As for characterisation ... it's just as important in a fantasy novel as any other. Characters bring a book to life, and the world you build for them is their backdrop. Great world, crap characters, and the book won’t work.
One of the aspects I liked the most about Fallen were the characters of Ramus and Nomi - their relationship was extremely realistic and intriguing. How do you go about creating believable characters?
I've written elsewhere about how these two characters were the initial inspiration for this novel – they introduced themselves to me, and the rest of FALLEN built itself around them. So from the very beginning they seemed like very real characters, even before I'd written their names down for the first time. I think liking your characters is important for writing them realistically, even if they're the most evil bastard ever. And real characters have both good and bad sides. Other than that ... I try not to analyse how I create my characters, in case thinking about it too much changes how it works.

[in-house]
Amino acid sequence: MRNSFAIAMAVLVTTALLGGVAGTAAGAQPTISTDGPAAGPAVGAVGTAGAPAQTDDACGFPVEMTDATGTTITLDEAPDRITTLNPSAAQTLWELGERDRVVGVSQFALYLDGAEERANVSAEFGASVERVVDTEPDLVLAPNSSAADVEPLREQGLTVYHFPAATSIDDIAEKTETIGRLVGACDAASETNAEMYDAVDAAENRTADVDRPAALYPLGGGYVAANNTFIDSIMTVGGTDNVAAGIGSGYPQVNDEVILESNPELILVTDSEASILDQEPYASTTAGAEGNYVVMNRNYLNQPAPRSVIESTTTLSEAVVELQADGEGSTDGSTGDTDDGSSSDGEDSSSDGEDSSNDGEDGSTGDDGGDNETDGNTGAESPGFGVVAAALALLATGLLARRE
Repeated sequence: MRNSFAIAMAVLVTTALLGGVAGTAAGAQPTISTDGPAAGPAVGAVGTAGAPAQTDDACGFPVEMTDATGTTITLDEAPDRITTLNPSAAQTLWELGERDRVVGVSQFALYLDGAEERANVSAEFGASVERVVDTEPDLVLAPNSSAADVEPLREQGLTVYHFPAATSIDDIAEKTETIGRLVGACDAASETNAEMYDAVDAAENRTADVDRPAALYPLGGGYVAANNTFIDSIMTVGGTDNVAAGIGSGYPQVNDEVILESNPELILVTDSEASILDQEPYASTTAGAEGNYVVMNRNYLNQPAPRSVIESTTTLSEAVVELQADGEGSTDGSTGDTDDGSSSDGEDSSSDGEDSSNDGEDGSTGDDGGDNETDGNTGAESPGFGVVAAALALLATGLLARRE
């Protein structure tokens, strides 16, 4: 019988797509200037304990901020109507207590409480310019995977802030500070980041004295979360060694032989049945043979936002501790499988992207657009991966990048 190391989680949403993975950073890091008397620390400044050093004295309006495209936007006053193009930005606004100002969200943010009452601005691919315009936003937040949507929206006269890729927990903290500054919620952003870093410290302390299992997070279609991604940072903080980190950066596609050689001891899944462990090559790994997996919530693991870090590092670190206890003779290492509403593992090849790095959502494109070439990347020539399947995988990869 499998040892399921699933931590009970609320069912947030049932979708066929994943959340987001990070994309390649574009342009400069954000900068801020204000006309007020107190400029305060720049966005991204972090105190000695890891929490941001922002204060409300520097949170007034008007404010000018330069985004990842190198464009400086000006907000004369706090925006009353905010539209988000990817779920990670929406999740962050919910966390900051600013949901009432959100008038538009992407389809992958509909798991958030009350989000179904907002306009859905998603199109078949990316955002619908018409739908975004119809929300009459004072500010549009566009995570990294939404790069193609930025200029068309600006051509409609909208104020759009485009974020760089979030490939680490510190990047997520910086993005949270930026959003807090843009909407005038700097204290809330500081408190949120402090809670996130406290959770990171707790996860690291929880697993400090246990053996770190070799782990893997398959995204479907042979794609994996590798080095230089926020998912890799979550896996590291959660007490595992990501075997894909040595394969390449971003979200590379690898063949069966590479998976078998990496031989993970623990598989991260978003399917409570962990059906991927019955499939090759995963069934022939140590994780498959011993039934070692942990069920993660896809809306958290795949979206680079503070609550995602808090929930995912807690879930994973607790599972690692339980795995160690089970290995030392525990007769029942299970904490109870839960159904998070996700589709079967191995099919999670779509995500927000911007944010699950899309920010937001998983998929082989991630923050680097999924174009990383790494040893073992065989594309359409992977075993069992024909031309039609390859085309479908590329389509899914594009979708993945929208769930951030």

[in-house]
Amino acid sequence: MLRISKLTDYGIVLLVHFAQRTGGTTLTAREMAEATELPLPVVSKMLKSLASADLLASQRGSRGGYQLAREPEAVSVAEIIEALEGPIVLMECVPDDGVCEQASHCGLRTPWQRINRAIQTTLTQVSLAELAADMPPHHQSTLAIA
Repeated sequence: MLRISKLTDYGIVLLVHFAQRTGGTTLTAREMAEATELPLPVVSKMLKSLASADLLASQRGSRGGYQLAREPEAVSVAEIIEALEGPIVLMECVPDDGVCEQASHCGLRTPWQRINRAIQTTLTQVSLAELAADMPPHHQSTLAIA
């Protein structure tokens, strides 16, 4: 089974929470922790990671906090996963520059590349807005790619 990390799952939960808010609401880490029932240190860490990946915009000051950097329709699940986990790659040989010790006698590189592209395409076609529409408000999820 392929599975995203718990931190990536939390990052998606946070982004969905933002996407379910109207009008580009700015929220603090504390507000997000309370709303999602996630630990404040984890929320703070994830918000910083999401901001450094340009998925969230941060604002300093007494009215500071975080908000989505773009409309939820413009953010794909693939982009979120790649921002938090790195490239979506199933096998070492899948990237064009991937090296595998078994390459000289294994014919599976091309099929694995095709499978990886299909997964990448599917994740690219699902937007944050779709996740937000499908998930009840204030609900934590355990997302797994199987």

While I hesitate to refer to Fallen as a 'quest fantasy', it's in many ways a traditional adventure story. What are the drawbacks of this format? Given that you're focusing on a handful of individuals, how do you stop proceedings from becoming a little stale?
Writing a quest novel doesn’t necessarily make it a cliché, I don’t think … any journey novel can attract such comments, but what sets it apart is the characters, plot, background, the soul of the novel. I think FALLEN has soul, and that resides mainly in the conflict between the two main characters. Setting them out on a quest give me an opportunity to explore Noreela some more.